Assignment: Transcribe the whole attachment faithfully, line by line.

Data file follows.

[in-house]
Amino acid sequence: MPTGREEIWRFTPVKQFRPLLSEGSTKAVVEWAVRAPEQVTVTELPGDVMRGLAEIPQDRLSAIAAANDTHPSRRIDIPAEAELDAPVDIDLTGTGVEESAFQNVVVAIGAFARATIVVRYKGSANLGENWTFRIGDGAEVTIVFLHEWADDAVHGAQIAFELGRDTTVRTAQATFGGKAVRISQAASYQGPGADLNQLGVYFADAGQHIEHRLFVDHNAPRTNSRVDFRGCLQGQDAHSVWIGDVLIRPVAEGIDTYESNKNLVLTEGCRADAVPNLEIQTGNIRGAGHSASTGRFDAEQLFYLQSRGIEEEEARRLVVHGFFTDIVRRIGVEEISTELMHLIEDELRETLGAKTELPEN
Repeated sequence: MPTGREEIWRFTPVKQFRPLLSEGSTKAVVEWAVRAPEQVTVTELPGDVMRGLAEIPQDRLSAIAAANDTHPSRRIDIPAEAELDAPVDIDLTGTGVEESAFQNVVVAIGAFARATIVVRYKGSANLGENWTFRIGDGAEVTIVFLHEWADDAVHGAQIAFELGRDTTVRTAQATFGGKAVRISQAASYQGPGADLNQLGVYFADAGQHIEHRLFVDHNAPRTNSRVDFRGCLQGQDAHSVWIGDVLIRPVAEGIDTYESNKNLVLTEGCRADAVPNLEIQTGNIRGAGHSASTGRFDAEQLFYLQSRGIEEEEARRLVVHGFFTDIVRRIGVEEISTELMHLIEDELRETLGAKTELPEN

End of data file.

[in-house]
Amino acid sequence: MPTGREEIWRFTPVKQFRPLLSEGSTKAVVEWAVRAPEQVTVTELPGDVMRGLAEIPQDRLSAIAAANDTHPSRRIDIPAEAELDAPVDIDLTGTGVEESAFQNVVVAIGAFARATIVVRYKGSANLGENWTFRIGDGAEVTIVFLHEWADDAVHGAQIAFELGRDTTVRTAQATFGGKAVRISQAASYQGPGADLNQLGVYFADAGQHIEHRLFVDHNAPRTNSRVDFRGCLQGQDAHSVWIGDVLIRPVAEGIDTYESNKNLVLTEGCRADAVPNLEIQTGNIRGAGHSASTGRFDAEQLFYLQSRGIEEEEARRLVVHGFFTDIVRRIGVEEISTELMHLIEDELRETLGAKTELPEN
Repeated sequence: MPTGREEIWRFTPVKQFRPLLSEGSTKAVVEWAVRAPEQVTVTELPGDVMRGLAEIPQDRLSAIAAANDTHPSRRIDIPAEAELDAPVDIDLTGTGVEESAFQNVVVAIGAFARATIVVRYKGSANLGENWTFRIGDGAEVTIVFLHEWADDAVHGAQIAFELGRDTTVRTAQATFGGKAVRISQAASYQGPGADLNQLGVYFADAGQHIEHRLFVDHNAPRTNSRVDFRGCLQGQDAHSVWIGDVLIRPVAEGIDTYESNKNLVLTEGCRADAVPNLEIQTGNIRGAGHSASTGRFDAEQLFYLQSRGIEEEEARRLVVHGFFTDIVRRIGVEEISTELMHLIEDELRETLGAKTELPEN